Pension transfers in the spotlight

Ed Monk
Ed Monk
Fidelity Personal Investing31 August 2018

The authorities are becoming increasingly worried about the flow of people choosing to swap ‘final salary’ style pensions for a cash sum they can invest for themselves.

These people are those transferring out of a Defined Benefit pension, where retirement income is guaranteed and worked out based on the holder’s years of service for an employer. Their schemes offer them a cash transfer value which, if they accept it, they can invest inside a Defined Contribution pension scheme such as a self-invested personal pensions (SIPP).

The flow of people doing this is turning into a flood. It was revealed in May that the cash amount transferred in 2017 was £20.8bn, up from just £7bn in 2016. As these figures cover only those transfers that were recommended by a financial adviser, the real number could be higher still.

Regulators at the Financial Conduct Authority are already on high-alert about this. Last year they reviewed a sample of cases where individuals had been advised to transfer out of a Defined Benefit pension, and found only 47% of those cases were suitable.

And this week it was revealed that The Pension Regulator has warned some Defined Benefit pension schemes that the transfer values they offer for leavers may be too generous. Its concern is that members leaving will make the schemes harder to fund in the future.

Not so long ago it was considered madness to give up a Defined Benefit pension. These are the so-called ‘gold-plated’ schemes that have tended to be far more generous to workers than most Defined Contribution pensions. The income they pay is guaranteed and often linked to inflation - qualities that are very expensive to replicate with your own pension savings. As such, the transfer values offered to members looking to leave were seldom adequate compensation for what was being given up.

More recently, however, transfer values have been driven higher by extreme pricing of the assets that typically underpin DB pensions – government bonds. Low yields on bonds mean it is becoming more expensive for schemes to meet their liabilities and, as a result, some are willing to pay members more to leave and take their liability with them.

In some cases, members have been offered 40 times their expected retirement income as a transfer value. So someone expecting a DB pension income of £20,000 could instead accept £800,000 that could potentially then be invested inside a pension.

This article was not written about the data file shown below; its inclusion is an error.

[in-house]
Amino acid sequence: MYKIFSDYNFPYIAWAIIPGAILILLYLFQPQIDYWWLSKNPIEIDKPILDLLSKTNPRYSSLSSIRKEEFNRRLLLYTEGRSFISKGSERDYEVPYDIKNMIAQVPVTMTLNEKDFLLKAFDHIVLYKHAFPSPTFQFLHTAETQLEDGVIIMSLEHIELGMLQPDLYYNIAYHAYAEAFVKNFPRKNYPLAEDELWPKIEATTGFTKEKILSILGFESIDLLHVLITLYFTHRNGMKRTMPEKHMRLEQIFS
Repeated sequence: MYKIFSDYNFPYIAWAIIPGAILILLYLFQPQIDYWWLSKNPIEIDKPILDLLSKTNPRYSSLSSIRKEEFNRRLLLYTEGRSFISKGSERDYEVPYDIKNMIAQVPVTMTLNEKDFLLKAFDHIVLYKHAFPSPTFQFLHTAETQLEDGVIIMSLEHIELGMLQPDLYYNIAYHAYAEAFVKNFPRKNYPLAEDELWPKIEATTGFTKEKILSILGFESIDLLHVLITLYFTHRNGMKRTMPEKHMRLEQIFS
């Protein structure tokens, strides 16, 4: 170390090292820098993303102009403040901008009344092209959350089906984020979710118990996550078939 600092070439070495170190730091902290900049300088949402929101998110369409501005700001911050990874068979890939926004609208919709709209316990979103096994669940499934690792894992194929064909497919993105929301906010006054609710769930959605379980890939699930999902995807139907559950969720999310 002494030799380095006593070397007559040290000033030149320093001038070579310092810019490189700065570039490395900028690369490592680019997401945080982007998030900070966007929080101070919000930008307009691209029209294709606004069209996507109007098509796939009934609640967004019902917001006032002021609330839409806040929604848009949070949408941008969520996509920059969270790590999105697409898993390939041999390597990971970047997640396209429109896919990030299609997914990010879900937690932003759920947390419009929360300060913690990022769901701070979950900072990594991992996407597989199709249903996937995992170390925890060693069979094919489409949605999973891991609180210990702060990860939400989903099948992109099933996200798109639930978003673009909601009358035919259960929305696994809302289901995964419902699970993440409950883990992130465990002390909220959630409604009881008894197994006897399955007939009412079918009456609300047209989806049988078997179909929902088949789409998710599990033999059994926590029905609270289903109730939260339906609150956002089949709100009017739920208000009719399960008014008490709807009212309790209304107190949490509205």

With that sort of money to invest, many have reasoned that they can meet their income needs easily by taking only modest levels of investment risk, but with the added chance of capital gains and a larger sum to pass on after they die.

Remember though, this is an extreme example and that most transfer values are lower - 20 times expected income is more typical. At that level, the decision is not nearly as clear cut. The authorities recognise this and require anyone transferring a value of more than £30,000 from a DB pension to get financial advice first.

Advisers will trawl scheme data for relevant clauses and benefits in contracts that can be almost impossible for ordinary people to ascertain by themselves. Numbers are run through complex systems required by regulators to help determine what benefits could be worth in the future and how much income might be sustainable on transfer.

They take stock of your other personal and financial affairs – your health, other sources of income, your tax position and that of your spouse. These can all be critical to the decision of whether to transfer or not, and may mean advisers warn against transferring even when the transfer value is very high.

Conversely, advisers may recognise that a transfer is appropriate even when the valuation is lower, as long as the circumstances are right. For example to maximise the sums passed to beneficiaries after death where ample guaranteed income is already in place.

The point is that it is only after a thorough professional assessment that an informed decision to transfer or not can be taken. That’s why Fidelity Personal Investing only accepts a DB transfer into a SIPP when it comes with a positive recommendation from a financial adviser.

For more general retirement planning options, some free help is available. The Government’s Pension Wise service offers free, impartial guidance to help you understand your options at retirement. You can access the guidance online at https://www.pensionwise.gov.uk/ or over the telephone on 0800 138 3944.

Fidelity’s Retirement Service also has a team of specialists who can provide you with free guidance to help you with your decisions. They can also provide advice and help you select products though this will have a charge.


Important information

The value of investments and the income from them can go down as well as up, so you may not get back what you invest. Tax treatment depends on individual circumstances and all tax rules may change in the future. Withdrawals from a pension product will not be possible until you reach age 55. This information does not constitute investment advice and should not be used as the basis for any investment decision nor should it be treated as a recommendation for any investment. Fidelity Personal Investing does not give personal recommendations. If you are unsure about the suitability of an investment, you should speak to an authorised financial adviser.

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